QAMISHLI - Syria's Kurds are poised to hold their first local elections, a move that has annoyed Damascus and Ankara and comes days before a controversial independence referendum by Iraq's Kurds.
Kurds made up around 15 percent of Syria's pre-war population and were long oppressed by the central government.
But they largely stayed out of the uprising that erupted in March 2011, instead quietly building local control in Kurdish-majority areas after the withdrawal of most government troops.
They have become the key ground force in Syria partnering with the US-led coalition against the Islamic State group.
In March 2016, the Kurds declared three semi-autonomous regions in the areas under their control, part of their push towards the federal system they have advocated in Syria.
Now they are preparing to hold their first elections in the regions, a vote that has angered Turkey and which Damascus has dismissed as "a joke."
The unprecedented election will take place in three stages, beginning Friday with a vote for representatives at the neighbourhood or "commune" level.
Elections for executive councils for towns and regions are planned for November 3.
Then, on January 19, a final phase will elect legislative councils for each of the three regions, as well as a single joint legislative assembly.
- Federalism, not secession -
Syrian Kurdish officials insist their goal is not to divide the country, which has been ravaged by a conflict that has killed over 330,000 people.
"These elections are the first step to consolidating the federal system and federal democracy," said Saleh Muslim, head of the Kurdish Democratic Union Party, Syria's most important Kurdish political party.
He distanced Syria's Kurds from the broader ambitions of Kurds in neighbouring Iraq, who have scheduled a September 25 vote on independence over the objections of allies and the central government in Baghdad.
"We are part of Syria," he said. "Our demand in Syria is not separation, our demand is federalism."
Iraq's Kurdish region has been autonomous since 1991, but authorities have long floated the possibility of full independence.
"In Syria, it's the first step, in Iraq it may appear to be the last step. In both cases it's a question of obtaining local and international legitimacy," said Fabrice Balanche, a Syria expert at the Washington Institute think tank.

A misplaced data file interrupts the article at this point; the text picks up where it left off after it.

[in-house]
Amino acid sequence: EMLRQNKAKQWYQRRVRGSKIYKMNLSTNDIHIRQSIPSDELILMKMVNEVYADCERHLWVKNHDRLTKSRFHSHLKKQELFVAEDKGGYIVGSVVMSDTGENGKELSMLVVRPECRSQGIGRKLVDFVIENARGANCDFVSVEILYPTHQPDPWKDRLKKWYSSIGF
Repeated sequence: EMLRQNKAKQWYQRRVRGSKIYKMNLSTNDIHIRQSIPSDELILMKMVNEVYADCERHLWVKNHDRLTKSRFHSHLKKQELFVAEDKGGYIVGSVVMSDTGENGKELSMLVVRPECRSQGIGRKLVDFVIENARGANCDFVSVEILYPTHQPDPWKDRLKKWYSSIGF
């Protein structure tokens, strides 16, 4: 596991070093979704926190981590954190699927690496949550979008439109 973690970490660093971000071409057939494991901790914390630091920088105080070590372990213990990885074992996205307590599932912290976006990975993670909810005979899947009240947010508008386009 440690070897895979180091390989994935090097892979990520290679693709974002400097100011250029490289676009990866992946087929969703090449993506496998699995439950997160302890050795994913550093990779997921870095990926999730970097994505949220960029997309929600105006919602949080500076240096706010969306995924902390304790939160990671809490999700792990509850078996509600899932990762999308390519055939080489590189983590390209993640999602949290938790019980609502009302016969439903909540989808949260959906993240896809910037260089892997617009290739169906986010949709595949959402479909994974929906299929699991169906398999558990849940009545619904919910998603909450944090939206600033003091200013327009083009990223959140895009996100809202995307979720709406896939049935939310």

Kurdish authorities insist the vote will be inclusive, and banners promoting it in Arabic, Kurdish and Syriac have been hung in cities including Qamishli and Amuda.
But Kurdish opposition parties are not expected to participate in the vote, with competition largely between parts of the current administration.
"These elections will be a simulation of democracy, because there is not a multi-party system and freedom," said Balanche, noting that all the parties taking part are "members of a coalition led by the PYD."
"The United States can't but approve of the elections and close its eyes to their non-democratic nature" because of its close alliance with the Kurds in the fight against IS, he added.
For many Syrian Kurds however, the vote is the realisation of an impossible dream after decades of marginalisation.
"It's the first time that we've seen Kurdish elections," said 50-year-old Omar Abdi.
"I never believed I would see this day."
- 'Illegitimate' -
Banners across the Kurdish-majority parts of the country known to Kurds as "Rojava" urge citizens to vote.
"The future of Rojava is in your hands," reads one.
"These elections provide an opportunity for Kurds to start building their institutions for the future," said Kurdish affairs expert Mutlu Civiroglu.
"It is also important for them to show to (the) regime that in northern Syria things are different now and they run the business, not the regime in Damascus."
Damascus has remained relatively quiet on the vote.
"The elections are illegitimate," said Wadah Abed Rabbo, editor-in-chief of Syria's Al-Watan newspaper, which is close to the government.
"Any change to the system in Syria can only be done by changing the constitution, which requires a referendum for all Syrians," he said.
Neighbouring Turkey considers the PYD and its military wing the YPG to be affiliates of the Kurdistan Worker's Party, which Ankara designates a "terrorist" group.
Turkish President Recep Tayyip Erdogan fiercely opposes Iraqi Kurdistan's independence, and has said his country would never allow the creation of a Kurdish state in northern Syria.
For now, Civiroglu said, that is not the plan.
"Kurds in Syria are not secessionists and they want to remain in a unified, pluralistic, decentralised Syria," he said.
But "they may consider other alternatives if their demands are not met."